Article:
You have to understand that in many ways, our first event with Chris Cleave (photo credit Lou Abercrombie), for Little Bee, was a test run for Boswell. The closing of Schwartz had been announced, but we decided to keep our event with Cleave and have me run it. I had read a bound manuscript and had fell in love with the book. I didn't know much about the author, other than he was the author Incendiary, a wonderful book (I can still hear my rep's enthusiasm, that nonetheless had some bad release timing.*) And then we wound up with so many readers that it solidified my conviction that we could sell a lot of it.
And the Cleave was so great. I thought, "Maybe I can do this."
And then just before Christmas, I happened to get to talk to Susan Stamberg on Morning Edition and talk about how it wonderful Little Bee was. And Simon had all these things come together and was able to break the book out in paperback. And I knew I was just a little cog in the wheel, but really, it felt great! Gold came out and we had another wonderful, relatively straightforward event with Cleave.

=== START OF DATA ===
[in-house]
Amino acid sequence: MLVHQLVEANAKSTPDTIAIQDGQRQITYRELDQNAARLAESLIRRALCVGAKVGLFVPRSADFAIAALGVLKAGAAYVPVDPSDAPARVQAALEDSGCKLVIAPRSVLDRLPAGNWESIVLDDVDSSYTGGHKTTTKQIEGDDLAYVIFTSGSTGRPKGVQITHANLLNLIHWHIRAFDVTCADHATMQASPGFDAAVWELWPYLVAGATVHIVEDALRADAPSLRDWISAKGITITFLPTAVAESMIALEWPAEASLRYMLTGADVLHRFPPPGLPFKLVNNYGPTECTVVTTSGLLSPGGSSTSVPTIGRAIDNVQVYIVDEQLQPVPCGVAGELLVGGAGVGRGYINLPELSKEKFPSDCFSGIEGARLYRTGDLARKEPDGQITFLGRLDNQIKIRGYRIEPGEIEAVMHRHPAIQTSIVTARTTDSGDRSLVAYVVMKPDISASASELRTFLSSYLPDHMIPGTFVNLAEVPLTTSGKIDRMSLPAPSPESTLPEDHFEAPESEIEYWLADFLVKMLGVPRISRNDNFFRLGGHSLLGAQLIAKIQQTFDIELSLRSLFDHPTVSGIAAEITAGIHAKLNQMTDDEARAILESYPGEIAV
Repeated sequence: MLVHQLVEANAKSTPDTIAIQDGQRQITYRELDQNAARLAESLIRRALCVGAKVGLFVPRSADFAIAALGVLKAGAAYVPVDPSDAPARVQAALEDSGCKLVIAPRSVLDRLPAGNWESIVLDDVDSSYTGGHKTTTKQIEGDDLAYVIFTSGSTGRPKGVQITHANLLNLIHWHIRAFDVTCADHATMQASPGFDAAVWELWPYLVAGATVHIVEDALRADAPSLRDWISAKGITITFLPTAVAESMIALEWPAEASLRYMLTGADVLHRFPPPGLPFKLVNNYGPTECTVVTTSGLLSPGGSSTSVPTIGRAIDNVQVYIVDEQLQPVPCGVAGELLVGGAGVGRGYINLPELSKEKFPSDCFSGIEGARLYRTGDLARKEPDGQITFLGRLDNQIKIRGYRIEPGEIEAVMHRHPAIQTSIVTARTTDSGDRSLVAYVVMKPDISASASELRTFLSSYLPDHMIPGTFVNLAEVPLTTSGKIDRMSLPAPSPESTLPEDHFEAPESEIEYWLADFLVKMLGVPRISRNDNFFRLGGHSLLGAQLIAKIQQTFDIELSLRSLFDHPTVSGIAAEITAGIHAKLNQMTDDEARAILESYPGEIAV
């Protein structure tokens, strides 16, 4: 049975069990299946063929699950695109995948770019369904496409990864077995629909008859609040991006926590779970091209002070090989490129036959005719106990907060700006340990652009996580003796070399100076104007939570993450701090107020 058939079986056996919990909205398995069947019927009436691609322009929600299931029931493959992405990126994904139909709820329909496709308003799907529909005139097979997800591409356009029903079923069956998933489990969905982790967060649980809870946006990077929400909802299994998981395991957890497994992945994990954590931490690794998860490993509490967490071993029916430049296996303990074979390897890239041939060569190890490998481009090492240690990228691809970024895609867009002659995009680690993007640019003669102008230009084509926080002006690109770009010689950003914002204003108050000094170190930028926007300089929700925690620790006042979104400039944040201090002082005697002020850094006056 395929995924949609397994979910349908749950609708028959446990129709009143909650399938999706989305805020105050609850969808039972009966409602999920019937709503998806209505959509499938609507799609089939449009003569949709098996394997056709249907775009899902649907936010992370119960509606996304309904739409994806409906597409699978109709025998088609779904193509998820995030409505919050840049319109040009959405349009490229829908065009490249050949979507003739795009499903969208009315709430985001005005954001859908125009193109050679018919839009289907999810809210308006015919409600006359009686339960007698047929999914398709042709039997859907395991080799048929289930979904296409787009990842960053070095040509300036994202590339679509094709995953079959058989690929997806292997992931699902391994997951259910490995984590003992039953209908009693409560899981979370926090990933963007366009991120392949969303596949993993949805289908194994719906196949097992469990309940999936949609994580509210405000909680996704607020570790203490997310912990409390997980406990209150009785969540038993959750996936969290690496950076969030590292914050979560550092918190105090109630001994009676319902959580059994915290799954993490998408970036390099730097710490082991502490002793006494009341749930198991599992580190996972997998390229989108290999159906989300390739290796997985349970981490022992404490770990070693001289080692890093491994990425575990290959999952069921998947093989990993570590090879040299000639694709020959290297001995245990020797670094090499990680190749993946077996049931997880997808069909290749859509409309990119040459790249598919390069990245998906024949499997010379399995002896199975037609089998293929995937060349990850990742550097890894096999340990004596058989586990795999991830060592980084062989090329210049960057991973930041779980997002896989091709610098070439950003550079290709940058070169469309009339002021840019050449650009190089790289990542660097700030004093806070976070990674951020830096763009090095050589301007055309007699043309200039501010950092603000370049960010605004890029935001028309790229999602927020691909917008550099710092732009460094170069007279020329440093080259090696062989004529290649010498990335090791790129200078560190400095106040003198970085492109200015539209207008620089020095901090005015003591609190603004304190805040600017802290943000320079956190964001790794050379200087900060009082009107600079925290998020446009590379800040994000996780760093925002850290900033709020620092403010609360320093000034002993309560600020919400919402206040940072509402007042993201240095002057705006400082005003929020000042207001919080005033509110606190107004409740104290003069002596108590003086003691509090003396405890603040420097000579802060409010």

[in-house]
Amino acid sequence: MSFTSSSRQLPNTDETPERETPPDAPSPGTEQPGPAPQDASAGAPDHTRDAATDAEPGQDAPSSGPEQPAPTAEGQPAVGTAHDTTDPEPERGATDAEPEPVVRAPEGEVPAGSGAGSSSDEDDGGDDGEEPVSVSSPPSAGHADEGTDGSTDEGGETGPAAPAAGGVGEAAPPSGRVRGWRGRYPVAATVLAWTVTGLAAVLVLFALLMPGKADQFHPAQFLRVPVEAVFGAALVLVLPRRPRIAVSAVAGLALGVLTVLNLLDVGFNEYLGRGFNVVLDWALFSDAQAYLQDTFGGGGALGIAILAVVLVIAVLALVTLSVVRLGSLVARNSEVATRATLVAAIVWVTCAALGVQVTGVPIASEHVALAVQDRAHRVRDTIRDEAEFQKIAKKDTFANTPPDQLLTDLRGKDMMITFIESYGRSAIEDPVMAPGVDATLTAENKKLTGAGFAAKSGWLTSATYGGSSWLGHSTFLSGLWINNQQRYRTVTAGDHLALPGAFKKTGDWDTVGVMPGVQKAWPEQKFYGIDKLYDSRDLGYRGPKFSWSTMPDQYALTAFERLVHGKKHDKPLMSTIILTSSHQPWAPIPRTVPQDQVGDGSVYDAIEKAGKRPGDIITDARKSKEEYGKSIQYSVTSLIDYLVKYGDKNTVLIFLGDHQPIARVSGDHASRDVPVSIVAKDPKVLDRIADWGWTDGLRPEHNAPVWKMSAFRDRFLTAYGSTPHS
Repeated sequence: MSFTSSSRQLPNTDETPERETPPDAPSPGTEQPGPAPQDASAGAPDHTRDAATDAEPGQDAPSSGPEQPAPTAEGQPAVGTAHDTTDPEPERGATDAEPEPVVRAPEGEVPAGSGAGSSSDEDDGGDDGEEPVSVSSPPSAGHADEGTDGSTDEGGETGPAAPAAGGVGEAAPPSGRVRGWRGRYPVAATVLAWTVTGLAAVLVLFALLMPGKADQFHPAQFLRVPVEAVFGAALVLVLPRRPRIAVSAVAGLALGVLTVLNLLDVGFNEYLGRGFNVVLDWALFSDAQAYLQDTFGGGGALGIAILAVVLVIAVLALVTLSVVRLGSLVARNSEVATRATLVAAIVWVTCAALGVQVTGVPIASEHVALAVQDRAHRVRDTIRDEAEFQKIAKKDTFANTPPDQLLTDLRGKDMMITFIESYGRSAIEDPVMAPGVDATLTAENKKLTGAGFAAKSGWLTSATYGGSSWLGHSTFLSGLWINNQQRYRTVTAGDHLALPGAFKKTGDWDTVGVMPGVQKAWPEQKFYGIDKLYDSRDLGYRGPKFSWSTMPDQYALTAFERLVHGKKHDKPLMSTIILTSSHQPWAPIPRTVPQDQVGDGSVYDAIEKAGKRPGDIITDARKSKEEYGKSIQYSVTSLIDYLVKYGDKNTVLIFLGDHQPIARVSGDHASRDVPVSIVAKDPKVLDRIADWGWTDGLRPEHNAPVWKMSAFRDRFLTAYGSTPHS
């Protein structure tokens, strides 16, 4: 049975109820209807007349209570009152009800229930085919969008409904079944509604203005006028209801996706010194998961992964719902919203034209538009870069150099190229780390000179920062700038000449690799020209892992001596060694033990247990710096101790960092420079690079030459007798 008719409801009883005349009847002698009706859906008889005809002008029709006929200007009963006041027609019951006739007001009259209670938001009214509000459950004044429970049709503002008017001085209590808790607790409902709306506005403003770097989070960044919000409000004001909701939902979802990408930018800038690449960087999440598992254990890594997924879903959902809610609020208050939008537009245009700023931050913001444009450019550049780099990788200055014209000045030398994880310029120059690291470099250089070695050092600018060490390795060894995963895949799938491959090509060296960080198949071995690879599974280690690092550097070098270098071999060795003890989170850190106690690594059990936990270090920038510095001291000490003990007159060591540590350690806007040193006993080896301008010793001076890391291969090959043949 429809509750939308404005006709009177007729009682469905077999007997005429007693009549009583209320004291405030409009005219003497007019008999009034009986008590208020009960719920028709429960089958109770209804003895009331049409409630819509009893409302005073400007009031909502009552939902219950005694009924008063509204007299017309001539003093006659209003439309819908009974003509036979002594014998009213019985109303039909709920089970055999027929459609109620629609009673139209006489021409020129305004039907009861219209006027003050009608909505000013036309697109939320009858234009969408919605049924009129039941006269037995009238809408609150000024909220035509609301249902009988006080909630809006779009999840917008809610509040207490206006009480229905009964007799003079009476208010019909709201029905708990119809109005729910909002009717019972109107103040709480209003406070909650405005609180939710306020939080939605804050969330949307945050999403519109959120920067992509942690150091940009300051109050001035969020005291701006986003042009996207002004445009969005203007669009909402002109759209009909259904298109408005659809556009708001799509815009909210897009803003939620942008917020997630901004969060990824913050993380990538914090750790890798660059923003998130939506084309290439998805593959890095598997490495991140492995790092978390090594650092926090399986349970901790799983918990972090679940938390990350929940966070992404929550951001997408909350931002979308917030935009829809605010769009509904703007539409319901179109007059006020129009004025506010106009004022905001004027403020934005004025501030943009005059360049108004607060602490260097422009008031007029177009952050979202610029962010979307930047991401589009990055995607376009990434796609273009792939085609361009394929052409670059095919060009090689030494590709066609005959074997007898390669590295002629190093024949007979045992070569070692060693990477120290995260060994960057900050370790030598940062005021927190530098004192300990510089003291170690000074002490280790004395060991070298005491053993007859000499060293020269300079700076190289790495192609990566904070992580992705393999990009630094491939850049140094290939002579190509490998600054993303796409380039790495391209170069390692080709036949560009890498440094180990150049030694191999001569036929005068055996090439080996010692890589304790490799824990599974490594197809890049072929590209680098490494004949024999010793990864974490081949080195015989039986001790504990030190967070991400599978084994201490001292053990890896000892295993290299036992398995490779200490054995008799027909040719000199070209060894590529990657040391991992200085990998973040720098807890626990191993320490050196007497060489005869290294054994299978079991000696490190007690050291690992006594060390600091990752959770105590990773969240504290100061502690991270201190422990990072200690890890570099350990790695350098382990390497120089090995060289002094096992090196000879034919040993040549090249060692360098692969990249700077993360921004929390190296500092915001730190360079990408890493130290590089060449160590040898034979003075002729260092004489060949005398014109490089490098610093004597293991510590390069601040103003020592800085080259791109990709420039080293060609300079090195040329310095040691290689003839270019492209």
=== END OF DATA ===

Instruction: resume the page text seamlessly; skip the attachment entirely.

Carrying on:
So now Everyone Brave is Forgiven has just come out in hardcover in the United States. It has the same title in the United States and Great Britain (unlike Little Bee, which was sometimes called The Other Hand). Here is my recommendation, corrected from the first draft, which had at least one incoherent sentence.
"When World War II breaks out, young socialite Mary North takes the unusual step of enlisting, though instead of going to the front, she's placed at a local area school, soon to be evacuated to the countryside. But Mary is not one to follow decorum, and her rule breaking and particular attention to Zachary, a disenfranchised black child, costs her the post. Meanwhile, roommates Tom Shaw and Alistair Heath have taken different paths. Alistair has enlisted for officer training while Tom stays behind to run a school district, and when he takes an interest in Mary, posts her at a city school for the children who were unable to be taken in by country villagers, including Zachary.The story is more than a classic love triangle set during wartime. It's about the obvious and sometimes unexpected casualties of war, and the persistence of class differences and racial injustice that were often exacerbated in war's name. And while Cleave makes sure not to romanticize World War II, he still brings to light the indomitable human spirit in the face of long odds in this devastating, but also devastatingly beautiful novel."